Do antioxidants (vitamins C, E) improve outcomes in patients with coronary artery disease?

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Do antioxidants (vitamins C, E) improve outcomes in patients with coronary artery disease?

Please use this identifier to cite or link to this item: http://hdl.handle.net/10355/2843

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Title: Do antioxidants (vitamins C, E) improve outcomes in patients with coronary artery disease?
Author: Bloom, O. Josh; McDiarmid, Todd; Scoville, Caryn
Keywords: cardiovascular death
randomized controlled trials
myocardial infarction
Date: 2002-11
Publisher: Family Physicians Inquiries Network
Abstract: Antioxidant supplements of vitamins E and C do not reduce cardiovascular death in people with coronary artery disease. Vitamin E supplementation, in a variety of doses, does not decrease the incidence of cardiovascular or all-cause mortality (grade of recommendation: A, 4 high quality randomized controlled trials [RCTs]). There is no evidence that vitamin C decreases mortality in patients at risk for coronary disease (grade of recommendation: A, meta-analysis of 3 small RCTs). Combination antioxidant regimens (Vitamins E, C, and betacarotene) seem safe, but do not decrease mortality or incidence of major coronary and vascular events (grade recommendation: A, 1 high-quality RCT).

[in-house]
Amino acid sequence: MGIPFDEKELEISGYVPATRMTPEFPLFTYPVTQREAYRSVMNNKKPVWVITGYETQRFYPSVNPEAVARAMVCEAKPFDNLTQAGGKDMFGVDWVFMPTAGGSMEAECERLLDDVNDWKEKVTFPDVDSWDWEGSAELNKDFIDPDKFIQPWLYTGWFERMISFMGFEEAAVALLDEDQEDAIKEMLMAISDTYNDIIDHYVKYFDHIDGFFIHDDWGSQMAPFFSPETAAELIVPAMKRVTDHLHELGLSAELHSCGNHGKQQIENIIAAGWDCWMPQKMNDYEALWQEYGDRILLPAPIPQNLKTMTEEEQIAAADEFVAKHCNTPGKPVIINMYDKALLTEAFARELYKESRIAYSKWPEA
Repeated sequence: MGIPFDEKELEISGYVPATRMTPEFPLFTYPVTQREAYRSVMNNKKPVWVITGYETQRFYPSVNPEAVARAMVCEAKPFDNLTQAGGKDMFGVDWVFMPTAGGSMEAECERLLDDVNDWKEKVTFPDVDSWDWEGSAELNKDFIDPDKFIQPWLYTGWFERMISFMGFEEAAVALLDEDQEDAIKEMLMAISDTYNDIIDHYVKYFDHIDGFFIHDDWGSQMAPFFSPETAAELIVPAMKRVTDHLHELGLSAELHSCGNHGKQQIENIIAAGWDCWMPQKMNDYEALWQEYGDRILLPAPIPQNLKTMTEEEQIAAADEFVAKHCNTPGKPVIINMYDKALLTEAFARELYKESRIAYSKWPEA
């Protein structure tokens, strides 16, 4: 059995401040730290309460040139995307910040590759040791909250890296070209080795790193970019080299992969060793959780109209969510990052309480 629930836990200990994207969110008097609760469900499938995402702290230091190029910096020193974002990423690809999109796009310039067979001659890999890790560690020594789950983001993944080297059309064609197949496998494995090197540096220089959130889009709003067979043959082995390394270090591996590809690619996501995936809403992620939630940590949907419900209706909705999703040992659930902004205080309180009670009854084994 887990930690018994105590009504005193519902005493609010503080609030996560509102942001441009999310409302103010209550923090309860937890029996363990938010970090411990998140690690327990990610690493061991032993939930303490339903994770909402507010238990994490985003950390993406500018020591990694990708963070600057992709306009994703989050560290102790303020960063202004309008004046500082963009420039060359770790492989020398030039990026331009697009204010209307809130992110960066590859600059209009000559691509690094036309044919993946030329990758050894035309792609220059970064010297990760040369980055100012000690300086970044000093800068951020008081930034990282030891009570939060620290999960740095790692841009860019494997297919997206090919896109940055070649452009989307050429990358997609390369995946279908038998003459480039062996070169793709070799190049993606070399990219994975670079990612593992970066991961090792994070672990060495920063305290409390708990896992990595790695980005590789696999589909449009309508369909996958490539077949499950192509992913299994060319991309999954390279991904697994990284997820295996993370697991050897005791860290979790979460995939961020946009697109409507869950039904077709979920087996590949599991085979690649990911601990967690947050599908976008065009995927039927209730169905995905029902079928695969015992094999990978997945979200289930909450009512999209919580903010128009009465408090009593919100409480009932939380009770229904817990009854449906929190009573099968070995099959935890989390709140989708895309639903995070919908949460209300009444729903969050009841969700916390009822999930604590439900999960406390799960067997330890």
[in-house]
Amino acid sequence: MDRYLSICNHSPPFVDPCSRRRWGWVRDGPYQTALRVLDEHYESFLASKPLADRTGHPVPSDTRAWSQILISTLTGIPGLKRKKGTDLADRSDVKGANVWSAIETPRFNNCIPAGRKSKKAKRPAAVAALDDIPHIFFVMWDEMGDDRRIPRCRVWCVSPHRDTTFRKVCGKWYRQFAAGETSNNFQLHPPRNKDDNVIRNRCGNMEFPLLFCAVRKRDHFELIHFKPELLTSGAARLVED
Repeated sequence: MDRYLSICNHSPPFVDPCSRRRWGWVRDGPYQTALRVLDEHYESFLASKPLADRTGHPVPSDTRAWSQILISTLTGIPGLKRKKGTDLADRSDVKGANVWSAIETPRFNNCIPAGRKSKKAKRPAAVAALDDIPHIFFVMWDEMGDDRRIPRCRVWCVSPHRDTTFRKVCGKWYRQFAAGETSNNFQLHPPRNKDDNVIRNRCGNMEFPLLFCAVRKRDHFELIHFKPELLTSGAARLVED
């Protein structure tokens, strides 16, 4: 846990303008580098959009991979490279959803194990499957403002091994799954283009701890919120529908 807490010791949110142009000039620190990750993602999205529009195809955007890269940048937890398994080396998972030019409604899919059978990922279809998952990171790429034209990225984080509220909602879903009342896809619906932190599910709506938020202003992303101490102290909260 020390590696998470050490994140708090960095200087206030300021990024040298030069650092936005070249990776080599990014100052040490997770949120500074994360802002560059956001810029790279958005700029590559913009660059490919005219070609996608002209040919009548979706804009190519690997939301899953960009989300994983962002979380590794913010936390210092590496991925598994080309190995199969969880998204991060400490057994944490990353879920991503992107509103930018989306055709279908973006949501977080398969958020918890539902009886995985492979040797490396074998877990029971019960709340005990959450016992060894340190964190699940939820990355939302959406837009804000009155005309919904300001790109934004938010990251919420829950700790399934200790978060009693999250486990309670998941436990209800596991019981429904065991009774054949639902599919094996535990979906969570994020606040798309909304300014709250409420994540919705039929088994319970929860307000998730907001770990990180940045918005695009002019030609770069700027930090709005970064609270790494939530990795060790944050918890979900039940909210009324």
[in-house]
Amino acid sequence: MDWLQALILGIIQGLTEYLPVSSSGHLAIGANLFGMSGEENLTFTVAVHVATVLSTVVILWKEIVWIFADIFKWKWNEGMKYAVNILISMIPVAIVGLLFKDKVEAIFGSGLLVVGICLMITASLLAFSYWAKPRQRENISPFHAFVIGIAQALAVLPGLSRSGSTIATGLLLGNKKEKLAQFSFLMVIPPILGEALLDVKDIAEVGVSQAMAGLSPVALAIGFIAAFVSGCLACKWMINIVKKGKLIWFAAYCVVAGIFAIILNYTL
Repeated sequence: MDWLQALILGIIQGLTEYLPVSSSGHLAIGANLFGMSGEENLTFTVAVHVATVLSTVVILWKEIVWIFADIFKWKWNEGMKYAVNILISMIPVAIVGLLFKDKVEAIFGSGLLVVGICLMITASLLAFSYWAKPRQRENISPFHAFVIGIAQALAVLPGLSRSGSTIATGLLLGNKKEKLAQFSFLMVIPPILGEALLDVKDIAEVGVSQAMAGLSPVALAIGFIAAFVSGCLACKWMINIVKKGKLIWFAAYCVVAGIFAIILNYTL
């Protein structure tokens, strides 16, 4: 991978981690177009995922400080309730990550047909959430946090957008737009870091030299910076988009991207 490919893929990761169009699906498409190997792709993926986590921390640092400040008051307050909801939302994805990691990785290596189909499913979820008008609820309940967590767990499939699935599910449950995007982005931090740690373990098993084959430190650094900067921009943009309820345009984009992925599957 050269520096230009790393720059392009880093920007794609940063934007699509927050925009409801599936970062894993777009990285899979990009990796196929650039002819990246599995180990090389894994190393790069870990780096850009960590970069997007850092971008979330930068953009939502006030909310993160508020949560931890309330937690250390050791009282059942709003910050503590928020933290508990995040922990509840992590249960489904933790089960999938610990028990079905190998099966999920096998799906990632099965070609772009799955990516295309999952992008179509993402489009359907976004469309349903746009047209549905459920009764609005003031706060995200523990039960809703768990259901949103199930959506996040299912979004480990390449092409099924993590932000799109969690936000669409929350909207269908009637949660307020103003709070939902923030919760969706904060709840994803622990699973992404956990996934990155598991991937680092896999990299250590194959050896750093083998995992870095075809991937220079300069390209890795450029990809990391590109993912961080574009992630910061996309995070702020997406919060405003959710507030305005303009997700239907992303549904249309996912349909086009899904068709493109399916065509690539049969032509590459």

URI: http://hdl.handle.net/10355/2843

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